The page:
US Long-Term Ecological Research Network

LTREB Biological Limnology at Lake Myvatn 2012-current

Abstract
These data are part of a long-term monitoring program in the central part of Myvatn that represents the dominant habitat, with benthos consisting of diatomaceous ooze. The program was designed to characterize import benthis and pelagic variables across years as midge populations varied in abundance. Starting in 2012 samples were taken at roughly weekly inervals during June, July, and August, which corresponds to the summer generation of the dominant midge,<em>Tanytarsus gracilentus</em>.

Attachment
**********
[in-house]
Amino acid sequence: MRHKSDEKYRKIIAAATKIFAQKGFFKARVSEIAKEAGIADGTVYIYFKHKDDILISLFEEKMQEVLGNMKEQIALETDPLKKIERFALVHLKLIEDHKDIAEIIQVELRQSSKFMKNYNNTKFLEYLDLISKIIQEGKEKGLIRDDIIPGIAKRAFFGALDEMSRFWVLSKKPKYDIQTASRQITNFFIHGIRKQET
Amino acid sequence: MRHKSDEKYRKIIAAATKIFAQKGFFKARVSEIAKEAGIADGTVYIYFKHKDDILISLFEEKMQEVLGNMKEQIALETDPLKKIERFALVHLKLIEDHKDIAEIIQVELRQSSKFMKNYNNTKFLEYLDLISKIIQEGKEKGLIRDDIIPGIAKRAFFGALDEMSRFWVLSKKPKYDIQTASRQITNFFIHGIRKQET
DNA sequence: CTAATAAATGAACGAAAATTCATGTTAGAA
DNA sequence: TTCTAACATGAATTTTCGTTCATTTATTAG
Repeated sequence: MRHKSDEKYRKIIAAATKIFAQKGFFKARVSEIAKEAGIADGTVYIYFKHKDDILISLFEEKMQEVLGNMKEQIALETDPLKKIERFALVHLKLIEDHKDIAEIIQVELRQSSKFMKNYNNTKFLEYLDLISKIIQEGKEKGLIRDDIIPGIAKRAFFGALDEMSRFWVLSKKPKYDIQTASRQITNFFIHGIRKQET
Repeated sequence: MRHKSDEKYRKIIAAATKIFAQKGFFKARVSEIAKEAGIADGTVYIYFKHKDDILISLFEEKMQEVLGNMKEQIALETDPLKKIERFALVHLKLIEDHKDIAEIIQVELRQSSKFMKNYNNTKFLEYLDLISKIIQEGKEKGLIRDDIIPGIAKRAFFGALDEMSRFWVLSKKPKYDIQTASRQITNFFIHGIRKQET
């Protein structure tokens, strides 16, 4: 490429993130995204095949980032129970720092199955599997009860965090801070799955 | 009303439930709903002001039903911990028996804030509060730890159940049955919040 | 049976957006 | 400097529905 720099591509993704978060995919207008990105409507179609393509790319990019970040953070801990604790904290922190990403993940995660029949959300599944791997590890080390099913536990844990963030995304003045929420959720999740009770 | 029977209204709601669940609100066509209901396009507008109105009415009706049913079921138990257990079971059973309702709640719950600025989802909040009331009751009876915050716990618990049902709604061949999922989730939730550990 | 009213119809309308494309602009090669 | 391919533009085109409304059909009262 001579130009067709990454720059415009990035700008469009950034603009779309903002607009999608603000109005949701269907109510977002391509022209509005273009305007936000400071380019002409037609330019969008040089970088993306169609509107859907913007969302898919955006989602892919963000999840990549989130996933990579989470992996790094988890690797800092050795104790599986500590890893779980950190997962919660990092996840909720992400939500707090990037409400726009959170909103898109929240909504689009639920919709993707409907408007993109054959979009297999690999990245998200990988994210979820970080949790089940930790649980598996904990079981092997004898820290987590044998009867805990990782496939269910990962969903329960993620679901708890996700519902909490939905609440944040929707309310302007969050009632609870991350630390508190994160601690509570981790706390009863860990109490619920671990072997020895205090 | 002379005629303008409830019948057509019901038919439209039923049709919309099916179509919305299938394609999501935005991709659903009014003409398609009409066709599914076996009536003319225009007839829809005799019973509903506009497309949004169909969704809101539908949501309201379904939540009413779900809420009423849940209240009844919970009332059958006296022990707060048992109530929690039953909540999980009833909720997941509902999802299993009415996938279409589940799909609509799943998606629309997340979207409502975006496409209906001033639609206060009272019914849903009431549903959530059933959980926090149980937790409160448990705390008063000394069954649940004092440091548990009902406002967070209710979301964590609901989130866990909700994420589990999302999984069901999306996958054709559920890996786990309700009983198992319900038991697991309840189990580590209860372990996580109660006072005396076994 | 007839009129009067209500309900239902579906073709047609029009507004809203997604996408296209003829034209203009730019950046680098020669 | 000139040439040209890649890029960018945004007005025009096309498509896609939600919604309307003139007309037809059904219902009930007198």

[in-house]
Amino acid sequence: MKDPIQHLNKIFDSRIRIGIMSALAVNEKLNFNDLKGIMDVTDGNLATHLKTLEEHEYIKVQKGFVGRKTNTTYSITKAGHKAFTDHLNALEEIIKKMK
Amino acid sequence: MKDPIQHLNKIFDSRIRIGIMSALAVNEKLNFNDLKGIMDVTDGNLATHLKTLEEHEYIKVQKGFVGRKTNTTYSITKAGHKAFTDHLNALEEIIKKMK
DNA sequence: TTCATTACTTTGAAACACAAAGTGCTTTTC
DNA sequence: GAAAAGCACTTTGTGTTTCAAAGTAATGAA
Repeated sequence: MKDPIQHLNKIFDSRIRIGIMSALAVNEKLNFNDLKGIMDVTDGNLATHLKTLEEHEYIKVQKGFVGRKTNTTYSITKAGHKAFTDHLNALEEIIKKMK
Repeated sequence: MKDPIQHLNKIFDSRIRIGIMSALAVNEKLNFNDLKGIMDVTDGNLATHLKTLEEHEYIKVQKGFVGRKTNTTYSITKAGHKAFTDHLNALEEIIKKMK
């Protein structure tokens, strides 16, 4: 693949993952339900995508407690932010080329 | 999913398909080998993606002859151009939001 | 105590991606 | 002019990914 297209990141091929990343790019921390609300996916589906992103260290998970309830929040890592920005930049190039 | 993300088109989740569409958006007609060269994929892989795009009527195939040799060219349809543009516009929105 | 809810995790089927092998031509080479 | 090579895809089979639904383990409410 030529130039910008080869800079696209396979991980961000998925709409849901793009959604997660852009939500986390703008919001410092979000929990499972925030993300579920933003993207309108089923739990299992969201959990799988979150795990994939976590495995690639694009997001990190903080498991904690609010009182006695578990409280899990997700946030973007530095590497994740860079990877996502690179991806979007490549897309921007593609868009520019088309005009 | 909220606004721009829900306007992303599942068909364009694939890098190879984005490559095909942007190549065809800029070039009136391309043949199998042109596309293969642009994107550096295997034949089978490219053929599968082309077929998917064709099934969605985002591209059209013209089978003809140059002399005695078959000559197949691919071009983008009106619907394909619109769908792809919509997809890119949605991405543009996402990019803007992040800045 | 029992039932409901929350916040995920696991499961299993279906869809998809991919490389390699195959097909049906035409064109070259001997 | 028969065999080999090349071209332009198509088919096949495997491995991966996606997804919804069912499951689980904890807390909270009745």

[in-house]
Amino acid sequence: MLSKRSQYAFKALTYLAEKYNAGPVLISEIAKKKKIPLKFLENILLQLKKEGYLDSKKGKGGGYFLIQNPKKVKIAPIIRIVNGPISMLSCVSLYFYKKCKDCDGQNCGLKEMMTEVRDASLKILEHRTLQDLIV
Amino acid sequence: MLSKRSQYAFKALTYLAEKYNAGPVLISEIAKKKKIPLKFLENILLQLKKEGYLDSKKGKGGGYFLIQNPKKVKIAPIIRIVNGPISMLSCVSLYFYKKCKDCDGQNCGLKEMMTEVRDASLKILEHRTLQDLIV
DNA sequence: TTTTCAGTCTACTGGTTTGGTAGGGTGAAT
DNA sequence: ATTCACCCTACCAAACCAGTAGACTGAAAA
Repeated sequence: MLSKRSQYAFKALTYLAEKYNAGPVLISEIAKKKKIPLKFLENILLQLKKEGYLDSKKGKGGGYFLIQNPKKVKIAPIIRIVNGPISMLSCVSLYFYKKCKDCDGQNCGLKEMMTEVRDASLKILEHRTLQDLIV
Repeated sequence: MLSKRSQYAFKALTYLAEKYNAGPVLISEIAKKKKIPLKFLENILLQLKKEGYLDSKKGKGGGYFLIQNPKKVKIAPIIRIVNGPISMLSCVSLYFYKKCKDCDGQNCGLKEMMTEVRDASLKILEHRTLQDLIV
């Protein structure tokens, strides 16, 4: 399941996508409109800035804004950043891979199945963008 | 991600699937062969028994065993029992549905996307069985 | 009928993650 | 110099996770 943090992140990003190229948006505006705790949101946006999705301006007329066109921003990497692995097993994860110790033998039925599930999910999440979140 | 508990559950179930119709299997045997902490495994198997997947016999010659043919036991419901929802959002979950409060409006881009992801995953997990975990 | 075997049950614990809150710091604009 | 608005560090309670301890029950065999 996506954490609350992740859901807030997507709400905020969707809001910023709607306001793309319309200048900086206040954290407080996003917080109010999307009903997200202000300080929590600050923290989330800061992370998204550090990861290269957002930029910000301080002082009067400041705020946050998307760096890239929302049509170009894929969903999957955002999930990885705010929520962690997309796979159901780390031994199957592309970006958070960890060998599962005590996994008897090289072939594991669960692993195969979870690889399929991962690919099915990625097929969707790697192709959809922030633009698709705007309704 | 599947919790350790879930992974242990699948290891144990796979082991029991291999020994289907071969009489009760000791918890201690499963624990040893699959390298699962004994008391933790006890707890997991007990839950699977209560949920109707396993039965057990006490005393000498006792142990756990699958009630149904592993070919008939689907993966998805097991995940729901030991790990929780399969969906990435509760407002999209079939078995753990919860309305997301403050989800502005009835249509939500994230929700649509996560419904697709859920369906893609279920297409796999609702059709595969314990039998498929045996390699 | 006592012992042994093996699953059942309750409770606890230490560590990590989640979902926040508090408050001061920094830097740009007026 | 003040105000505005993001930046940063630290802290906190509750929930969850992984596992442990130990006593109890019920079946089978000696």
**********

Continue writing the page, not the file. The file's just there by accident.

Creator
Dataset ID
296
Date Range
-
Maintenance
Ongoing
Metadata Provider
Methods